Obaamu – Uncommon Passage
Written and Directed by David A. Masterwille
Akyaah has a DETERMINATION as hard as steel. Her WILLPOWER is unparalleled. Her fixation on SELF-EDUCATION is as though her very life depends on it. For the young Akyaah, the word impossibility has only been a motivation that has spurred her on to achieve greater things. It is these attributes that will lift her from her disadvantaged background to become one of the most influential women in society.
Akyaah lives with her grandmother after the death of her parents. She loves education, especially reading. Except that everyone in this village situated in the heart of a deep forest seems to have a problem with that. She is expected to behave like every other girl in her patriarchal community where education above age thirteen is forbidden for girls. Even in her adolescent years, she shows strong interest in books that are considered to be beyond the understanding of her age group.
On the eve of her thirteenth birthday, Agya Serebuor, a rich, uneducated farmer approaches Akyaah’s grandmother and asks for Akyaah’s hand in marriage for Gyambibi, his 28 year old son. Considered as the wealthiest family in the village, Akyaah’s grandmother receives the approach as a blessing and expresses her willingness to the old man’s request.
When grandmother expresses the news to Akyaah, it would be the last she will see of her. Akyaah vanishes from the village the following morning, leading to a massive manhunt for her led by the Serebuor family.
After a long, arduous journey through forests, Akyaah finds herself lost on the streets of Accra. Having no place to stay, she spends her nights sleeping on street pavements. After surviving series of horrendous experiences, some through attempted rape, Akyaah meets Joanna, a seventeen year old young woman who has spent twelve of her troubled life on the streets. As a veteran of street living, Joanna teaches Akyaah how to adapt to her new environment. She helps her acquire a job as a fruit hawker at the city’s traffic intersections.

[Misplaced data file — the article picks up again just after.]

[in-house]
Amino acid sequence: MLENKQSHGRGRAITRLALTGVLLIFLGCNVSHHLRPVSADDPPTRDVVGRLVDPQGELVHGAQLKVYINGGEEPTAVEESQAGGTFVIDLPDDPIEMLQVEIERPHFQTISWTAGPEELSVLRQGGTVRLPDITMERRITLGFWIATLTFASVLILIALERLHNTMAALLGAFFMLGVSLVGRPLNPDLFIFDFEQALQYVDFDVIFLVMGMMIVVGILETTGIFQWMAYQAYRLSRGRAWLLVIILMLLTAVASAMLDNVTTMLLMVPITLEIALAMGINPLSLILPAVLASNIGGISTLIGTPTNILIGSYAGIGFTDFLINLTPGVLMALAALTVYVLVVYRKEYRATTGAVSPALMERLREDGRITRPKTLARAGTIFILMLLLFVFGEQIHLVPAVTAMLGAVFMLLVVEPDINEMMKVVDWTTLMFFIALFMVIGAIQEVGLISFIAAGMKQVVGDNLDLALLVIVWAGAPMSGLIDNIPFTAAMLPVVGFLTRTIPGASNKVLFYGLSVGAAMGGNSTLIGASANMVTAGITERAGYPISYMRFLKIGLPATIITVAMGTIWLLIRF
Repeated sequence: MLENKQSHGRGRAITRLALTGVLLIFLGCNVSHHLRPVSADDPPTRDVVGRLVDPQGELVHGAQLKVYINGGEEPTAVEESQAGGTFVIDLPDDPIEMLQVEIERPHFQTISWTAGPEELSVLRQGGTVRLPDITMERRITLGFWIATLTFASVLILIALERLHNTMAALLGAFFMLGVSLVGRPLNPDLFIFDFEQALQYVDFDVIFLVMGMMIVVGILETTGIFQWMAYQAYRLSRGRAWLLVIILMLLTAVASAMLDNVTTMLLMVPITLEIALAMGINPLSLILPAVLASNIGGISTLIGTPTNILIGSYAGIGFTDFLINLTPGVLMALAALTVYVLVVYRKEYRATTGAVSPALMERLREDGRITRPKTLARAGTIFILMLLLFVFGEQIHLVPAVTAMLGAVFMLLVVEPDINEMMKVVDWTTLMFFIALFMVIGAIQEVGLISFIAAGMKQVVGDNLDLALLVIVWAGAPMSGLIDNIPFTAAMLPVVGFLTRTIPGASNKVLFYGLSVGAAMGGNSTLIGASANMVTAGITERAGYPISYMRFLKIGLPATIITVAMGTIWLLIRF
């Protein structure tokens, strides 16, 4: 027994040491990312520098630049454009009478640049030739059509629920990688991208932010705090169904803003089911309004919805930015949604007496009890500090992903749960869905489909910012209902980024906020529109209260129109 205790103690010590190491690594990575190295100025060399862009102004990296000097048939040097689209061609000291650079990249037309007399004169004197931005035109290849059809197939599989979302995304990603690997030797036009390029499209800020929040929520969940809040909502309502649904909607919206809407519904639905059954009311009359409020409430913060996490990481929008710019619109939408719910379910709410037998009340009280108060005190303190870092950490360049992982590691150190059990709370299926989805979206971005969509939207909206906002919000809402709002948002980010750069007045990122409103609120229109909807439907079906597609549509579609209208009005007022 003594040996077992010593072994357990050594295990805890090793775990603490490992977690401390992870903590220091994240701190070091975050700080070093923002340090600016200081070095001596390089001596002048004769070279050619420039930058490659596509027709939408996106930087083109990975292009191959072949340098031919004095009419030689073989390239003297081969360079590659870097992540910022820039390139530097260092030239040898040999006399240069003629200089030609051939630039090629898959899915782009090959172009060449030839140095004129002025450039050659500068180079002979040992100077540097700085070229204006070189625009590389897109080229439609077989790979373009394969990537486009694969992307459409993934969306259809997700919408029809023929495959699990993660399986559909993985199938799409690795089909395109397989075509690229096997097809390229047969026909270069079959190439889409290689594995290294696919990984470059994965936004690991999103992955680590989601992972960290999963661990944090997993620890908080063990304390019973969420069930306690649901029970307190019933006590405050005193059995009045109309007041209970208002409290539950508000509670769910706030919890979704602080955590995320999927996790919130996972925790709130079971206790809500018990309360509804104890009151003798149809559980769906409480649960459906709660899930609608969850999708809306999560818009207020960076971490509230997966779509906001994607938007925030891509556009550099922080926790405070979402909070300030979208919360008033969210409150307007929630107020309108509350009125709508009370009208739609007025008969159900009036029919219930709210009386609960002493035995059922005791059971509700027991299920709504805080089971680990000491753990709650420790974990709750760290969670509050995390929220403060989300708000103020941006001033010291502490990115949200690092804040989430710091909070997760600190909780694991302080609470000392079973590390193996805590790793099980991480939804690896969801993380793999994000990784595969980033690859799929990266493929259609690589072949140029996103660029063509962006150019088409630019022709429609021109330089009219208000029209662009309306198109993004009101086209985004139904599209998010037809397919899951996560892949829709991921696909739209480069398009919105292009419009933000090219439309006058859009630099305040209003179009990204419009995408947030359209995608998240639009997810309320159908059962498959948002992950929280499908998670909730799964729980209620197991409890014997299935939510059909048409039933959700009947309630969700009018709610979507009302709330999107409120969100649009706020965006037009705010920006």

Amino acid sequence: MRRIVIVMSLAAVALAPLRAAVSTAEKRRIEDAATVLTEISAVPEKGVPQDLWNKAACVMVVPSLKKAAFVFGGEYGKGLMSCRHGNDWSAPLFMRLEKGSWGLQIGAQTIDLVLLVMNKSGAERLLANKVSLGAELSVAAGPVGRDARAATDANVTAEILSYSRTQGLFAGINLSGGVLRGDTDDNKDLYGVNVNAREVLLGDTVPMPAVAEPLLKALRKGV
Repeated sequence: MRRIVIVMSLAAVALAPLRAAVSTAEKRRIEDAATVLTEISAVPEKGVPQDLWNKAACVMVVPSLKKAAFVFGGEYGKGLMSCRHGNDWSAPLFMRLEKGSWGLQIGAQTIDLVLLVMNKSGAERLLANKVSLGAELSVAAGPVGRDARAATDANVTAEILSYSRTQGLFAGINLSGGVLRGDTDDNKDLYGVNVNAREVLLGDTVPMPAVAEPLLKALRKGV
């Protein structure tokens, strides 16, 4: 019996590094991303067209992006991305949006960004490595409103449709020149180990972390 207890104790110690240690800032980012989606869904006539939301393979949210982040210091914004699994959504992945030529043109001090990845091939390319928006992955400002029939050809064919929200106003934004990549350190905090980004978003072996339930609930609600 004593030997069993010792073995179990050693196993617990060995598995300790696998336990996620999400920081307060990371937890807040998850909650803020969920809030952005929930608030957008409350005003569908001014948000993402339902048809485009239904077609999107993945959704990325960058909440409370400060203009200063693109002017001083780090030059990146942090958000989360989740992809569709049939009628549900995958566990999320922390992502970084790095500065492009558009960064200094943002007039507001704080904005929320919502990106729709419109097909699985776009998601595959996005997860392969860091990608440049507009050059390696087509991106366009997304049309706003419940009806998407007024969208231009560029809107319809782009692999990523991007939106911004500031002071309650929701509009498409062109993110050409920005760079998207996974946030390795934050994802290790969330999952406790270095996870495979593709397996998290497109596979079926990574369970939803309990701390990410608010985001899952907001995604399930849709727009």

With Joanna, they move to a kiosk in a slum. Here, Akyaah rekindles her ambition and starts to read massively. Joanna reveals to Akyaah her ultimate ambition, which is to travel to Europe where she could acquire wealth and return to live happily in Ghana. She indicates her willingness to take whatever route available to reach her dreamland, either through the treacherous Sahara Desert or board an illegal dinghy to sail across the perilous Atlantic Ocean. Akyaah reminds her of the dangers involved in trying to reach Europe through unapproved means, hoping to dissuade her to abandon her ambition and dedicate those resources into educating herself.
One of Akyaah’s loyal customers is Amina, a wife of a philanthropic businessman. One day she engages Akyaah in a thoughtful conversation and learns of her turbulent journey. Amina decides to get her off the streets and have her dedicates her time to studies. When Akyaah passes the information on to Joanna and tells her that Amina has offered a place for her too, she refuses it outright, saying she has a plan of her own.
As Akyaah nears her ambition of educated life, Gyambibi and his father storm Accra and abduct her.
Set mostly on the streets of Accra, Obaamu is a portrayal of an underprivileged Ghanaian girl’s quest for an educated life in the face of insurmountable odds.
DIRECTOR’S VISUAL CONCEPT
Obaamu is a coming of age story which is both harrowing and uplifting. It is a story of breaking free of cultural shackles, beating the odds and friendship. This story lends itself to cinematic visuals which help enforce the experiences and emotions of the heroine. There are opportunities for dismal sad looking, washed out, wet visuals that amplify the heroine’s experience. These can be juxtaposed to sunny, bright, colourful and lush visuals when she has moments of happiness. We will capture moments of hope and freedom with wide expansive shots and difficult times with small claustrophobic spaces. Single shots will be used to enhance her sense of isolation. Her sense of confusion in the city will be heightened by the use of crowded visuals.
When completed, this amazing story will show education as the best bet for a future of hope and better opportunities for Ghana’s army of street vendors, especially vulnerable girls. It will spur them on to focus on education to improve their future prospects.
ABOUT THE PRODUCER, DIRECTOR, WRITER
Masterwille is a passionate, conscientious Ghanaian filmmaker whose films tackle themes of socio-economic inequities bedevilling his beloved Ghana.